WE HAVE LIMITED CAPACITY TO ADMIT ANIMALS & WE WILL BE PRIORITIZING PRIORITY INTAKES UNTIL FURTHER NOTICE
Due to an outbreak of kennel cough that has impacted our animal population, we are prioritizing admissions. Our goal is to stop the spread and maintain the health of our current animal population.
IF YOU HAVE AN ANIMAL EMERGENCY (INJURED OR AGGRESSIVE ANIMAL),
SURRENDERING A PET
Please consider the following alternatives before choosing to surrender your pet. If you have found a stray pet, please visit our Found Pets page. The surrendering process can be found at the bottom of this page.
Consider enrolling your pet in a training course to resolve problematic behavior issues. Most pets can be rehabilitated to correct behaviors such as aggression, destructive chewing, poor house training, excessive barking and more.
Moving or Landlord Issues
Pet-friendly housing can be difficult to find. Some of the following tips may help you and your new landlord or apartment complex compromise.
Make sure that before you move, you are prepared to have the time to find a place that will let you keep your pets. This isn't always possible but is the #1 safest bet for getting housing for you and your pets.
Many apartment/rental listing searches can be filtered by what type of pets are allowed. Click here for a Zillow search of pet-friendly housing in the Chattanooga area, or search apartmentlist.com for pet friendly rentals in Chattanooga.
Demonstrate responsibility & cleanliness. Show your landlord that responsible pet owners are good people. Pets are rejected because of worry about ruined facilities, house training, or barking. Sell yourself as a responsible owner and house train your pet and show that you will keep the pet under your control at all times.
See if a friend or family member can provide temporary pet sitting help while you find a pet-friendly place.
If you are in the market to buy, realtor Erin Shirley donates 10% of her commission to HES! Buy a house, be your own landlord, adopt all the animals you want, and help HES in the process!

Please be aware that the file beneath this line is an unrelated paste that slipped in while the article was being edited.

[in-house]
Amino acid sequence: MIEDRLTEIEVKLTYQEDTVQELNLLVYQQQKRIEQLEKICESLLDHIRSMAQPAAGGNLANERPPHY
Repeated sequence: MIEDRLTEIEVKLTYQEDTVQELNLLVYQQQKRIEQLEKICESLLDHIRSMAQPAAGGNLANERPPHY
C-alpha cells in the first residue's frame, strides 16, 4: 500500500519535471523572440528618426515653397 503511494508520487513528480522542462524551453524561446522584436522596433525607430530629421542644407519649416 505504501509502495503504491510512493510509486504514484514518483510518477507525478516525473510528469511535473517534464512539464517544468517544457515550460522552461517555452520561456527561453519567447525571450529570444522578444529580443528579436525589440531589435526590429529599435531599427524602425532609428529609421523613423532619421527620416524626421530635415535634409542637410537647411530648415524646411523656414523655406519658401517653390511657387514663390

Do not, under any circumstance, abandon a pet at your former residence.
Allergies and Pregnancy
Consult an allergist to be certain that it is the pet that is causing an allergic reaction. The presence of and exposure to allergens in the home can be mitigated by using the following tips
Clean floors and furniture frequently.
Make sure that the allergic person has a "pet free" area of the house, such as their bedroom
Frequently wash clothes and bedding that come into contact with the pet
Use a high-quality air purifier and be sure to replace air filters frequently
Reduce surface area that harbors dander by avoiding wall-to-wall carpeting and fabric upholstered furniture.
Treat allergies according to a physician's recommendation with shots or medications.
Expectant mothers should consult a physician before they make a final decision about risks involved with pet ownership. Medical studies by the Center for Disease Control suggest that expectant mothers are at a very low risk of contracting toxoplasmosis from cats.
Re-homing a Pet Yourself
As an alternative to surrender, you can try to re-home the pet on your own. This way, your pet does not have to enter an animal shelter.
Network with friends, family and co-workers to help you find the right home for your pet.
Make sure your pet is up-to-date on vaccinations and is spayed/neutered before re-homing. See spay/neuter resources.
Be careful when advertising online or in classifieds! A re-homing fee can help deter people who do not have your pet's best interest in mind. Be sure to thoroughly communicate your expectations for a standard of care and make sure the new home measures up. Follow up to see how they are doing.
Breed rescue groups may be able to help you rehome your dog
If you still need to re-home your pet
If none of these resources can help you, please contact us to inquire about surrendering your pet.
An appointment is necessary to surrender an animal.
Phone: 423.624.5302 x225
Humane Educational Society serves Unincorporated Hamilton County, Soddy Daisy, Collegedale, and Walden. If you live in one of these areas you may bring your pet to HES during our business hours.
If you live outside of Hamilton County, in the City of Chattanooga, East Ridge, Red Bank, or Lakesite, see a list of other area shelters.
You must have an appointment to surrender. Call 423.624.5302 x225 to make an appointment. Please make sure all animals are either on a leash or in a carrier. Humane Educational Society does request a $25 surrender fee per animal or $50 for a litter. Any additional donations are greatly appreciated as care often costs in the hundreds per animal.
Humane Educational Society does not guarantee the placement of animals or the length of time an animal will be held for adoption although we make every effort possible to place treatable, trainable animals in loving homes.